Dialogue About Dialogues on Non-Fiction

By on June 24, 2013 . Category Book Genres

- Hey, Pedro, are you ready for our dialogue about dialogues?

- Sure, but what kind of dialogue are we going to dialogue about?

- That one which no one can create. Only overwrite. Creatively, I mean.

- Well, that’s the only way that this kind of dialogue can survive.

- Survive to what?

- Oblivion.

We were in the coffeehouse, me and Pedro – he’s a known reporter from Brazil. I first met him when both of us were working for Placar Magazine. At that time, we were always eager to write something long and deep, but journalism was tough: paper crisis, internet crisis, labor crisis… these entire crises guided us to the snack culture. Snack culture dislikes long dialogues and dislikes tautology.

We had scheduled the meeting for 7 o’clock, but he has delayed almost an hour because of an article that he’s working on along the week. Finally, he started to talk:

- I traveled with Aviões do Forró (a Brazilian popular band) for three days man, more than 5000 kilometers, three shows in three Brazilian states: Sergipe, Pernambuco and Rio Grande do Sul. That was insane, I’m exhausted. My objective was to understand the background of this kind of rough popular groups in the country and how they can gather together thousands of people. Meanwhile it is just a creation of an agent, not a pure band. You know, they aren’t friends or musicians that got together to play their songs. They play the songs that someone pays them to play.

- Gol Magazine?

- Yeah.

- How did they pay you?

- Reasonably, but I accepted because this kind of reportage is thinning.

- An endangered species of journalism.

- Yeah, no more full dialogues like this one.

- What are we going to do?

- I don’t know about you, but I’ll become a full-time DJ.

- I’m thinking about prostitution.

- I wouldn’t be so self-confident.

Pedro Henrique Araújo has a post-graduation degree on Brazilian Academy of Literary Journalism (ABJL), so, important magazines use to call him when they need someone to submerge in the subject while act as a character. This kind of narrative uses to be in first person, and the reporter incorporates a dual role as a participating narrator. This is his field. Because of his bent, he was in several strange places and situations looking for a story to come up with: he was Santos’ mascot (a soccer team in Brazil) for some games; acted as bit player at the gigantic play “A Paixão de Cristo” in Fazenda Nova; played as a defensive midfielder in the Black X White football game in São João Climaco, São Paulo’s inner city.

- You know, man, when you’re writing non-fiction there is an ethic issue that clears away the style: you can edit the dialogues, you should redact them, even compress specific pieces, but you can’t change the contempt. The information must be still intact.

- So, if the writer must preserve the information, and maybe even embalm it, how to turn the dialogue attractive?

- Inside the text, the dialogue is a tool of seduction, it can’t be hackneyed. In a non-fiction, you might choose the most important dialogues to fully redact it, but you can’t redact all of them. So pick them up carefully, and focus on the best.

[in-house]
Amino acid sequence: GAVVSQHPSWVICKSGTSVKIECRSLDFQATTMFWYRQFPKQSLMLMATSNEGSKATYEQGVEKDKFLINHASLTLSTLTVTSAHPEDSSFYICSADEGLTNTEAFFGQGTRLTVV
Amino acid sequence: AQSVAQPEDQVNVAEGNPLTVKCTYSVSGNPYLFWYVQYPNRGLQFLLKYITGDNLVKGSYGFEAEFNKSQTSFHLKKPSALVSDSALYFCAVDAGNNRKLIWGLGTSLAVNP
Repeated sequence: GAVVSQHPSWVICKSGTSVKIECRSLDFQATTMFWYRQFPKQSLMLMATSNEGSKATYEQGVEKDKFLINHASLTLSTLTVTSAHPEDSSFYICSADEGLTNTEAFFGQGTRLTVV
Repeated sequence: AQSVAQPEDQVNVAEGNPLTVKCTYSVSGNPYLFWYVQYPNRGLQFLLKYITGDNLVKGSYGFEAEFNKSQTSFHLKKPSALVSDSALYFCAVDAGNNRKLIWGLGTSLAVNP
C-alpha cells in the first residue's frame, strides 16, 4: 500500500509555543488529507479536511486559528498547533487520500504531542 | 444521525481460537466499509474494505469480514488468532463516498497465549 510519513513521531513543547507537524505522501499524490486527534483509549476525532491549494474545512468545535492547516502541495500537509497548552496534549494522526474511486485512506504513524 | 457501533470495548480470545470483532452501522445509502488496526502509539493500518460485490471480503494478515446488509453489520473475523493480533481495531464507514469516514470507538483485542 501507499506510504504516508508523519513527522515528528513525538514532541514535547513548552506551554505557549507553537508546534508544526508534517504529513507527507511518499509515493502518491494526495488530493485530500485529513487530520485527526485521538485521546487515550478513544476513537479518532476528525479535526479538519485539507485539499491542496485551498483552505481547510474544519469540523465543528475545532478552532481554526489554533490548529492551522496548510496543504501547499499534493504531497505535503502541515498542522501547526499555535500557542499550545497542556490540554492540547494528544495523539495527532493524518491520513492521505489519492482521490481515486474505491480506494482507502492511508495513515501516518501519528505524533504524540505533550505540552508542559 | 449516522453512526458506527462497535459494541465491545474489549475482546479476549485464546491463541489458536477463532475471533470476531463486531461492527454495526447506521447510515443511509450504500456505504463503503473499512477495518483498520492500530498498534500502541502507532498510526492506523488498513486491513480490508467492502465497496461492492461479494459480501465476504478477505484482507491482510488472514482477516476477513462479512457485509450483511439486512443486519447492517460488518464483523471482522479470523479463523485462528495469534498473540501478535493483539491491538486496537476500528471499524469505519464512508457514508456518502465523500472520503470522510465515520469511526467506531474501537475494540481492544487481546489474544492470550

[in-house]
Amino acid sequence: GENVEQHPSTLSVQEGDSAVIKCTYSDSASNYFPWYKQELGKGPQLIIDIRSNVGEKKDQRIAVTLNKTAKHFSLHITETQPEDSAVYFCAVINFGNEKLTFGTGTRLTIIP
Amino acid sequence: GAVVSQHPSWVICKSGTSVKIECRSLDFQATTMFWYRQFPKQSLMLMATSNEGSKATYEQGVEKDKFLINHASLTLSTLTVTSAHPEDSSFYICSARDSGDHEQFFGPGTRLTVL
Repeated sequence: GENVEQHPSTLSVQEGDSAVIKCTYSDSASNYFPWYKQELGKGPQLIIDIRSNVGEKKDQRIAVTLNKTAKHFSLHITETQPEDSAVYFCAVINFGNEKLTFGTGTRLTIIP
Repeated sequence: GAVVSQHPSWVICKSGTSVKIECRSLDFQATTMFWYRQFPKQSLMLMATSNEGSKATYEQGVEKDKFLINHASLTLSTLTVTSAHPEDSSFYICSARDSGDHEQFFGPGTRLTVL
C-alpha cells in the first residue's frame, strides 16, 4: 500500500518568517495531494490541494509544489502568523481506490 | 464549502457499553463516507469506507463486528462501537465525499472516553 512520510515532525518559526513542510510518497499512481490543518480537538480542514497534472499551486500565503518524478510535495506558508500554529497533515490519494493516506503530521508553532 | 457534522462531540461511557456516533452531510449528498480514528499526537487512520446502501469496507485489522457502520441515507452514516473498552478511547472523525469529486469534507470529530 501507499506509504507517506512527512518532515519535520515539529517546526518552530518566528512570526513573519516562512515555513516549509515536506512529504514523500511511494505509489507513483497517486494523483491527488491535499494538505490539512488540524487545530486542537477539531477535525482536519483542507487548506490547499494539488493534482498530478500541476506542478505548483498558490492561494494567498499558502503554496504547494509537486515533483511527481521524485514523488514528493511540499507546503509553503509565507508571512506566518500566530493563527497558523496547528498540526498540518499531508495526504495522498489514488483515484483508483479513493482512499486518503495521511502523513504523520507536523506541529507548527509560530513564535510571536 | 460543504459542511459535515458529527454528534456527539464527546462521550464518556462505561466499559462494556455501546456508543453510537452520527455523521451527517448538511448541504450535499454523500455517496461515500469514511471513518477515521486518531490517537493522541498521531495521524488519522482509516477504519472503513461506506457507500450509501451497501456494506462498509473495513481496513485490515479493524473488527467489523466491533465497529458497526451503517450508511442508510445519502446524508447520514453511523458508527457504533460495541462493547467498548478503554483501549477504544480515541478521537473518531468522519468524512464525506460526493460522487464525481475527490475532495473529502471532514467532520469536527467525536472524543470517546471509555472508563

- Well, if I can’t create the dialogue, how can I manage the situation in order to have a good one? Am I so dependent of the interviewed?

- You must do the right questions at the right time. This is called preparation. We are talking about non-fiction, remember this fact, you must research about your source before the interview, you might have a guide at hand, but keep your mind opened to spontaneous questions. A guide means subjects, topics, no exactly ready questions, that can drive you till a tedious interview. So, a dull dialogue.

- Is there something beyond the speech that the writer should pay attention?

- The accent, the rhythm, the gesticulation, which means the non-verbal communication. You can handle with all these items in the narrative; you can verbalize them.

- And how to record the dialogues?

- Look, you can use a recorder, a camera, your mobile, a laptop, or just your memory. Gay Talese had a good method. He wasn’t a big fan of recorders; in fact he used to repeat that this kind of tool ruled the spontaneity out. Thereby, he must be completely concentrated to use his own brain as a recorder. Heretofore, he uses just a little notebook and a pen to write key-words along the conversation, discretely. When the interviewed goes to the bathroom or something like that, he writes all the notes that are possible, everything that he thinks is important. But this method has a consequence: when the writer is back home, or back to the office, he must write it down immediately in order to remember as far as possible, and take the final notes.

- Hunter Thompson had a different method. He used to use a recorder even to write. I mean, he recorded not only the conversation with the interviewed, but even his first version of the article was spoken. Surely his articles was impacted by this method, the language is really flowed, amazing characteristic.

- Yeah, every reporter has an idiosyncratic way to do the job.

- And what about the quotation marks, em dash and other tools?

- In general, the magazine, or newspaper, or whatever, will decide it for you. However, it’s only a aesthetic choose.

- Saramago didn’t think by this way…

- Saramago wasn’t a journalist.

- Fortunately…

By Jr. Belle


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